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The Sweet Blessing That is the Fig

Updated: Sep 22, 2023

Today I prayed, “Lord if there’s someone that needs to hear from you today, use me to let them know”. The Lord’s answer came as I was reminded of the significance of the Fig Tree. We can learn a valuable lesson from the fig tree. About its history, the nutritional blessings, from its fruit, and about how God can use “our fruit” to reach the world.

There are seven plants mentioned in the Bible that describe the fertility of the Promised Land. They are wheat, barley, grapevines, the fig tree, the pomegranate tree, the olive tree, and the date palm.

In my opinion, grapes and figs are especially significant in scripture. For example, Jesus used wine (from grapes) to perform his first miracle. Jesus and his mother attended a wedding in Cana of Galilee.

“Now there were set there six waterpots of stone, according to the manner of purification of the Jews, containing twenty or thirty gallons apiece. Jesus said to them, “Fill the waterpots with water.” And they filled them up to the brim. And He said to them, “Draw some out now, and take it to the master of the feast.” And they took it. When the master of the feast had tasted the water that was made wine and did not know where it came from (but the servants who had drawn the water knew), the master of the feast called the bridegroom. And he said to him, “Every man at the beginning sets out the good wine, and when the guests have well drunk, then the inferior. You have kept the good wine until now!”

The whole story is found in the gospel of John chapter two.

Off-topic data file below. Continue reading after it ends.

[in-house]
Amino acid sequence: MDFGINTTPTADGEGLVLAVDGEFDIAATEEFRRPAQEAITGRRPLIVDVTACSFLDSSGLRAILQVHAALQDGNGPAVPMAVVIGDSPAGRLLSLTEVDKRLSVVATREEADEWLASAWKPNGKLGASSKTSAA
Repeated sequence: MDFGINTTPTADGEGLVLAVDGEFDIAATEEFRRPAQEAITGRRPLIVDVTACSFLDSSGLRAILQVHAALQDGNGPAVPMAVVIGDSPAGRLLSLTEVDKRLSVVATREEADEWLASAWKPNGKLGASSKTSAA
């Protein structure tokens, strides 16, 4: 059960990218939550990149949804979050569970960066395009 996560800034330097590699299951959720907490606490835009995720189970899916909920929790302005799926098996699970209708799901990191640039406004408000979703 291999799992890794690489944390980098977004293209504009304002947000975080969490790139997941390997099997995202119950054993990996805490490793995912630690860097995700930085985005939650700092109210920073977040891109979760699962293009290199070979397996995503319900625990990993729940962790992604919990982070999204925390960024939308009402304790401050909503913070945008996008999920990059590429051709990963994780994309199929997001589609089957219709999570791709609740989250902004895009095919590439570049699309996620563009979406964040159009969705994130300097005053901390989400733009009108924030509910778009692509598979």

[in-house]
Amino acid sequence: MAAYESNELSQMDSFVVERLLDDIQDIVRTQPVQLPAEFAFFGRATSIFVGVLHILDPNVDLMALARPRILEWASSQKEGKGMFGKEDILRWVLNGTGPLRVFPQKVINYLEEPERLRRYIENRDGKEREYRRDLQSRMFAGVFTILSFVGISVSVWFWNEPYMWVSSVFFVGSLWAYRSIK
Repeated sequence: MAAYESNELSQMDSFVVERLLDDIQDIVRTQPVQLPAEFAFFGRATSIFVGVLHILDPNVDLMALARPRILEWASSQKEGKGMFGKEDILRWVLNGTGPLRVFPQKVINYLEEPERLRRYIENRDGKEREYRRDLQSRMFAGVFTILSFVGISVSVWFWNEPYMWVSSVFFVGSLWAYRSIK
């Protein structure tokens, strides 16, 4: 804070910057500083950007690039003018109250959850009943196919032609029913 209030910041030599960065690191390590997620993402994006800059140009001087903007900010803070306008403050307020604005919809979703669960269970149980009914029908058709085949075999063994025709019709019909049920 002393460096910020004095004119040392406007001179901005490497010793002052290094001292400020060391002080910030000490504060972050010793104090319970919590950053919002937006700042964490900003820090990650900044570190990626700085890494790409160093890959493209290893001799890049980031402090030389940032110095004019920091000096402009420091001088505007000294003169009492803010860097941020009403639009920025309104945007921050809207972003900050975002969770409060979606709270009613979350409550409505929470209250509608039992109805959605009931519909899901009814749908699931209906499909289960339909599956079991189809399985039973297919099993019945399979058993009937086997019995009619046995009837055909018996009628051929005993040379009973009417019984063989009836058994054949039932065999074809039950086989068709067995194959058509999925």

Then there is the fig tree. Figs are referenced over 200 times in scripture and are mentioned in relation to both physical and spiritual hunger and growth.

Did you know fig leaves were the ‘fabric’ that made up Adam and Eve’s original wardrobe? They sewed these leaves together to cover themselves after they realized their nakedness.

“Then the eyes of both of them were opened, and they realized they were naked; so they sewed fig leaves together and made coverings for themselves.? – Genesis 3:7

Fig leaves must have been a lot bigger in the Garden of Eden! What a fashion statement that must have been. Thankfully, that trend didn’t stick.

The Sweet Blessing that is the Fig

Ficus carica L., commonly known as the fig, originated in northern Asia Minor and spread via the Greeks and the Romans throughout the Mediterranean region. Today, figs are grown around the world, predominantly in Turkey, Egypt, and Spain. The fig tree is still important in many cultures around the world.

Figs were commonly used to sweeten desserts before sugar became the all-purpose sweetener and are still used today as a substitute for today’s refined sugar. This often-underrated fruit is incredibly versatile. It adds flavor and a nutritional boost to salads, appetizers, main entrees, and desserts. Did I mention it’s versatile?

Let’s expand just a bit on the health blessings of figs.

● Improve digestion and decrease constipation.

● Help manage blood fat and blood sugar levels.

● Nourishes the cells and fights against cancer cells.

● Helps keep blood pressure under control.

● Helps prevent anemia.

● High in vitamin B6 and helps with memory.

Six dried figs contain only about 125 calories and contain significant amounts of magnesium (8%), potassium (7%), calcium (6%), and iron (6%). They are a superfood!